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Blog > May 2020 > From Pocket-protected Lab Coats to the Line of Business – Democratizing the Mainframe User Experienc

From Pocket-protected Lab Coats to the Line of Business – Democratizing the Mainframe User Experience

Mainframes – A Blessing and a Curse

When most people in the enterprise think of the mainframe, thoughts may be tinged with a variety of impressions – powerful, legacy, necessary evil, reliable, big line item in the budget, highly available and –almost universally – intimidating. In the way the mainframe was first developed and driven by the engineers that have designed through its many generations since the 1960s, it is a system that is extravagantly, excruciatingly granular in its controls. This is both a blessing and a curse. It is a blessing because it gives the proficient user incredible levels of control. It is a curse because if it gets one thing wrong and, for example, the bank misses its batch settlement window for the night, there is hell to pay.  Pity the poor, unfortunate soul who uses a wrong data type and hits a hard SOC7 abend.

This Dinosaur Knows how to Dance

Despite this, and despite all the forecasts of the demise of the dinosaur mainframe, the dinosaur continues to dance. The reliability, availability and serviceability of the mainframe (and all the infrastructure and organization IBM places behind it) makes it one of the most critical, useful and used technology platforms in many enterprises. Moreover, the dinosaur has learned new moves and shakes its tail to the same steps as it evolutionary descendants. Cha-cha connecting your Unix servers over TCP/IP using TLS3? The mainframe cha-chas in the same way with the same protocol, available natively from the OS. Need a JVM to run your application mambo? z/OS has a virtual machine ready to fall instep. Want to containerize a program? The mainframe is ready for Docker foxtrot.

The “Evil Green Screen” Often Keeps the Mainframe out of Today’s Digital Dance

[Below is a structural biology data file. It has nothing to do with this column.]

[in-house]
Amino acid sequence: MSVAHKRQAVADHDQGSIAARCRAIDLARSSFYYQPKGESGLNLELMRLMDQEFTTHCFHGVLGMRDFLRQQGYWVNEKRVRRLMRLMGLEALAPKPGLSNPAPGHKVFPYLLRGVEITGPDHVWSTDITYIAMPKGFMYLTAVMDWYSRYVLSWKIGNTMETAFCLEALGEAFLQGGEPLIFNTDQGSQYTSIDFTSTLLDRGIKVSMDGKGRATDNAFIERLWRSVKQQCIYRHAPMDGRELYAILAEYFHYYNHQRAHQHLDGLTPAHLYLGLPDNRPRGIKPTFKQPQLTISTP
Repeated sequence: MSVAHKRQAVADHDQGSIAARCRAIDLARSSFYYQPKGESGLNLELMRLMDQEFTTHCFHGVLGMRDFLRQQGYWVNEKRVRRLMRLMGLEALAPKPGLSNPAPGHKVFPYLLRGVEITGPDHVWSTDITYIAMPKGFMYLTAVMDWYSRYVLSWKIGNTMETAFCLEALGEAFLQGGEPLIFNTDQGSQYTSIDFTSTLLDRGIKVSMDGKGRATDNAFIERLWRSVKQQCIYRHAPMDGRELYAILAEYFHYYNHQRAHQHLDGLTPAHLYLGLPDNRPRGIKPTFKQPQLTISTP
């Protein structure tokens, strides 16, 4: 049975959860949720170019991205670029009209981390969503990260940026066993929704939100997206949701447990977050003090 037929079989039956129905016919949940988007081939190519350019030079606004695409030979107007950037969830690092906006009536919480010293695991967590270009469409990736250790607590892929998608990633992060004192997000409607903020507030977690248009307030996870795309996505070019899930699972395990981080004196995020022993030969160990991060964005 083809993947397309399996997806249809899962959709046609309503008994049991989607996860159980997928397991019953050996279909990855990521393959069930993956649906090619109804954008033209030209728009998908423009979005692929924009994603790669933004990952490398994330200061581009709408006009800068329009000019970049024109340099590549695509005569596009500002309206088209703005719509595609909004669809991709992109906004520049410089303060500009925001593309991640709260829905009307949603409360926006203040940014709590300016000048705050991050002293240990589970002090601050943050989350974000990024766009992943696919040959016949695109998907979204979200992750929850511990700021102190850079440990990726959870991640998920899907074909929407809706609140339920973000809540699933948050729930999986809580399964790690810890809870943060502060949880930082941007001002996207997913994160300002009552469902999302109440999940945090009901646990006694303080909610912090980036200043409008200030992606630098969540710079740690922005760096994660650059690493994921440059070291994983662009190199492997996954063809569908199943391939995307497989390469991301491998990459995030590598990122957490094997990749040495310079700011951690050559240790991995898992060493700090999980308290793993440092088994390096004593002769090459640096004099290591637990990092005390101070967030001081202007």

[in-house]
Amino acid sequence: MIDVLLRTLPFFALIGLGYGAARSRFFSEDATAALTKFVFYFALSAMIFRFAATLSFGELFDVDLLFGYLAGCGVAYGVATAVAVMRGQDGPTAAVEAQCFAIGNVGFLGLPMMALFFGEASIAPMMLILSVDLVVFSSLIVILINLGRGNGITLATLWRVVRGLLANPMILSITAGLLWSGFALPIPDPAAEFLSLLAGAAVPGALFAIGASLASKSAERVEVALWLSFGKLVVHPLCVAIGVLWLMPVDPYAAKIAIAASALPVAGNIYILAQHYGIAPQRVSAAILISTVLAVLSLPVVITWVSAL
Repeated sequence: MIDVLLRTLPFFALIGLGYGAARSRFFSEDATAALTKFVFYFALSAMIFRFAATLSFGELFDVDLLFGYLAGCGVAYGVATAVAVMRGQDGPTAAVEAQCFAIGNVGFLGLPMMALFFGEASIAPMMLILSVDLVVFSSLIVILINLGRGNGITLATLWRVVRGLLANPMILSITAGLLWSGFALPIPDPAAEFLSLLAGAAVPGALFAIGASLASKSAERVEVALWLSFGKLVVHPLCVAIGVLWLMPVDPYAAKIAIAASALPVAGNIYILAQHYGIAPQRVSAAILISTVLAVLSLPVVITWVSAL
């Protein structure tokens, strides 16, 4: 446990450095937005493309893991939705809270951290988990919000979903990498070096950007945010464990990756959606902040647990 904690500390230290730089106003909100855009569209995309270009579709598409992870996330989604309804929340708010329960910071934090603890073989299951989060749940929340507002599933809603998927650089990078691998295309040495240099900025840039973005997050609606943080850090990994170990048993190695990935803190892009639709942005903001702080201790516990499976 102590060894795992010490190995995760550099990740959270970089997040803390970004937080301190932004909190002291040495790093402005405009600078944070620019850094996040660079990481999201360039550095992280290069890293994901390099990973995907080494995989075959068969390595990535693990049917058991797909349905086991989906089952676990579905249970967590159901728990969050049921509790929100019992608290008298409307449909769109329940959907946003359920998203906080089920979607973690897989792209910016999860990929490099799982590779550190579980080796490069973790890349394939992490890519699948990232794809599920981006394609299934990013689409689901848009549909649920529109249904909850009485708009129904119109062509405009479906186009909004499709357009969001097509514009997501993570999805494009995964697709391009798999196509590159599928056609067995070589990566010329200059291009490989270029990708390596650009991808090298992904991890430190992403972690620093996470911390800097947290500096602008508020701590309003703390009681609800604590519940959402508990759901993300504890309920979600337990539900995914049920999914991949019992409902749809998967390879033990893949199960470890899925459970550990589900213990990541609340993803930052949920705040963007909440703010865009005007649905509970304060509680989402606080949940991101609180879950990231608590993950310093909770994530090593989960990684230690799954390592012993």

Yet, for all that, the impression is that the mainframe is hard…and in all honesty, that’s true, particularly when it came to user experience. Its native user interface was developed long before graphical user interface design was the standard – even before anything short of expensive hardwired point-to-point connections were standard. Those 3270 green screen panels remain serviceable for the mainframe expert while they discourage new users whose experience started after the introduction of the Internet, point-and-click graphical user interfaces, smartphones and tablets. Due to the critical nature of the applications run on the mainframe, integrations with client-server were quickly developed through a variety of methods – screen scrapping, low level connectors and drivers that attempt to make mainframe VTAM or IMS data available to SQL calls – all still requiring significant IT expertise. All this even before getting to the point of making an inviting user experience that accomplishes what the line of business needs to drive its value stream efficiently.

Time to Pack, Wrap and Modernize this Beast for Today’s Dance

The very good news is that now, two potent extensions for the mainframe are making it easier to invite mainframe applications to today’s digital transformation dance. First, several software vendors now provide enterprises with the technology they need to quickly and easily expose the critical capabilities of their traditional mainframe COBOL, Assembler and PL/1 programs via application processing interfaces (APIs) with much less effort and much more utility than before. Second, and perhaps more important, a vital new class of low code / no code user experience platforms exist, including our own ASG-Zenith, that neatly and easily integrate with these APIs, designed to be used by business analysts. The importance of this last part cannot be over-estimated – giving the non-IT user, one who’s in tune with the value streams that drive enterprise revenue, knowledgeable with the critical processes and market context, the capability to quickly, without coding, automate processes and design user interfaces, can shave days, weeks, even months off the time to market for new internal and external customer facing applications. Using skills no more sophisticated than those required to create presentation animations, spreadsheet pivot tables or departmental wikis, business analysts can use these tools to create revenue-generating, cost-saving new applications and deliver them to users in a fraction of the time required by traditional IT development methods.
This is an accelerating, portentous trend that enterprises ignore only at peril – watch the ASG blog for more on the topic soon!